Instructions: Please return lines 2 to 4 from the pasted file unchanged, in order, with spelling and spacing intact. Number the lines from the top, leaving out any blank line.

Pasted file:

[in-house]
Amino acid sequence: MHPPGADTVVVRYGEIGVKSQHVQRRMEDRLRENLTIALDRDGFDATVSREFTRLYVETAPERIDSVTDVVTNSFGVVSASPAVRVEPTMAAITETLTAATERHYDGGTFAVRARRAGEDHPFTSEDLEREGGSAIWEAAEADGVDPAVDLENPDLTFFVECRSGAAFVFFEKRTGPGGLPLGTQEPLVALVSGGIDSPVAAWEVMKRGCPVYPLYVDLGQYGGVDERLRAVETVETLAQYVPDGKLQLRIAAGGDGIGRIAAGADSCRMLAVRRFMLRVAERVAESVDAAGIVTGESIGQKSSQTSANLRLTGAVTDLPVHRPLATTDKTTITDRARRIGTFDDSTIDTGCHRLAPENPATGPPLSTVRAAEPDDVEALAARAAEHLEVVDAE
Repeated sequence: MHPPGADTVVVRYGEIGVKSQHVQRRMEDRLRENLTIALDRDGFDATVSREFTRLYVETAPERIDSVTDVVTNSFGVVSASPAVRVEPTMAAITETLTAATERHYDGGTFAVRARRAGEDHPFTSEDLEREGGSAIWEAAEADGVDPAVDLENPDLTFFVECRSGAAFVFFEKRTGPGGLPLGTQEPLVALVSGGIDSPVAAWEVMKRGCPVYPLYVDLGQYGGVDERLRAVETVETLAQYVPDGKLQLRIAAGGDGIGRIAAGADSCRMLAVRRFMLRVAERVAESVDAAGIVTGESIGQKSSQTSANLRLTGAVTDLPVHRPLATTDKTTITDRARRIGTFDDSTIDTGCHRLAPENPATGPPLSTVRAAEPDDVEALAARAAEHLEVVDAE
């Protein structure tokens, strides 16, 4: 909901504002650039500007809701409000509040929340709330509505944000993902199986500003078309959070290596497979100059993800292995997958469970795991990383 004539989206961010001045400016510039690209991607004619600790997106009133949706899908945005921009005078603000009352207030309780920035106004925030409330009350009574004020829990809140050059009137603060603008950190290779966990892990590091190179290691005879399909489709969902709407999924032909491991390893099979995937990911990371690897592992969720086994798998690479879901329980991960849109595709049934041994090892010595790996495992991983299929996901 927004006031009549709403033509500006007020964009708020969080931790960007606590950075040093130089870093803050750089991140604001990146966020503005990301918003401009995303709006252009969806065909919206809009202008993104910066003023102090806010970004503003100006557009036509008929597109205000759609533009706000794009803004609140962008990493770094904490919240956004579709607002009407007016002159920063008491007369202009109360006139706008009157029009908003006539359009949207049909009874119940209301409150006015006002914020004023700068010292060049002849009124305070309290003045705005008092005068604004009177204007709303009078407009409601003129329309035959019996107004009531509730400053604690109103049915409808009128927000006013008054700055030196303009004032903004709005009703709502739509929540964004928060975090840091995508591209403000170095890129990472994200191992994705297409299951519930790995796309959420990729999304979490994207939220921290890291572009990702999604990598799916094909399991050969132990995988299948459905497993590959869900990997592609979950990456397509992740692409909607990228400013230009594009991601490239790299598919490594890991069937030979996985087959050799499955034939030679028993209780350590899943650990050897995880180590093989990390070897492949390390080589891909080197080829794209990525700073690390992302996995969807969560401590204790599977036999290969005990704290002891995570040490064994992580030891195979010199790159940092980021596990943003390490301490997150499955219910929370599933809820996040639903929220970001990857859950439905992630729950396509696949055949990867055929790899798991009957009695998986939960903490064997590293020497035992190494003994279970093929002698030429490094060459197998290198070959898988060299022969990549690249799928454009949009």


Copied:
Amino acid sequence: MHPPGADTVVVRYGEIGVKSQHVQRRMEDRLRENLTIALDRDGFDATVSREFTRLYVETAPERIDSVTDVVTNSFGVVSASPAVRVEPTMAAITETLTAATERHYDGGTFAVRARRAGEDHPFTSEDLEREGGSAIWEAAEADGVDPAVDLENPDLTFFVECRSGAAFVFFEKRTGPGGLPLGTQEPLVALVSGGIDSPVAAWEVMKRGCPVYPLYVDLGQYGGVDERLRAVETVETLAQYVPDGKLQLRIAAGGDGIGRIAAGADSCRMLAVRRFMLRVAERVAESVDAAGIVTGESIGQKSSQTSANLRLTGAVTDLPVHRPLATTDKTTITDRARRIGTFDDSTIDTGCHRLAPENPATGPPLSTVRAAEPDDVEALAARAAEHLEVVDAE
Repeated sequence: MHPPGADTVVVRYGEIGVKSQHVQRRMEDRLRENLTIALDRDGFDATVSREFTRLYVETAPERIDSVTDVVTNSFGVVSASPAVRVEPTMAAITETLTAATERHYDGGTFAVRARRAGEDHPFTSEDLEREGGSAIWEAAEADGVDPAVDLENPDLTFFVECRSGAAFVFFEKRTGPGGLPLGTQEPLVALVSGGIDSPVAAWEVMKRGCPVYPLYVDLGQYGGVDERLRAVETVETLAQYVPDGKLQLRIAAGGDGIGRIAAGADSCRMLAVRRFMLRVAERVAESVDAAGIVTGESIGQKSSQTSANLRLTGAVTDLPVHRPLATTDKTTITDRARRIGTFDDSTIDTGCHRLAPENPATGPPLSTVRAAEPDDVEALAARAAEHLEVVDAE
């Protein structure tokens, strides 16, 4: 909901504002650039500007809701409000509040929340709330509505944000993902199986500003078309959070290596497979100059993800292995997958469970795991990383 004539989206961010001045400016510039690209991607004619600790997106009133949706899908945005921009005078603000009352207030309780920035106004925030409330009350009574004020829990809140050059009137603060603008950190290779966990892990590091190179290691005879399909489709969902709407999924032909491991390893099979995937990911990371690897592992969720086994798998690479879901329980991960849109595709049934041994090892010595790996495992991983299929996901 927004006031009549709403033509500006007020964009708020969080931790960007606590950075040093130089870093803050750089991140604001990146966020503005990301918003401009995303709006252009969806065909919206809009202008993104910066003023102090806010970004503003100006557009036509008929597109205000759609533009706000794009803004609140962008990493770094904490919240956004579709607002009407007016002159920063008491007369202009109360006139706008009157029009908003006539359009949207049909009874119940209301409150006015006002914020004023700068010292060049002849009124305070309290003045705005008092005068604004009177204007709303009078407009409601003129329309035959019996107004009531509730400053604690109103049915409808009128927000006013008054700055030196303009004032903004709005009703709502739509929540964004928060975090840091995508591209403000170095890129990472994200191992994705297409299951519930790995796309959420990729999304979490994207939220921290890291572009990702999604990598799916094909399991050969132990995988299948459905497993590959869900990997592609979950990456397509992740692409909607990228400013230009594009991601490239790299598919490594890991069937030979996985087959050799499955034939030679028993209780350590899943650990050897995880180590093989990390070897492949390390080589891909080197080829794209990525700073690390992302996995969807969560401590204790599977036999290969005990704290002891995570040490064994992580030891195979010199790159940092980021596990943003390490301490997150499955219910929370599933809820996040639903929220970001990857859950439905992630729950396509696949055949990867055929790899798991009957009695998986939960903490064997590293020497035992190494003994279970093929002698030429490094060459197998290198070959898988060299022969990549690249799928454009949009």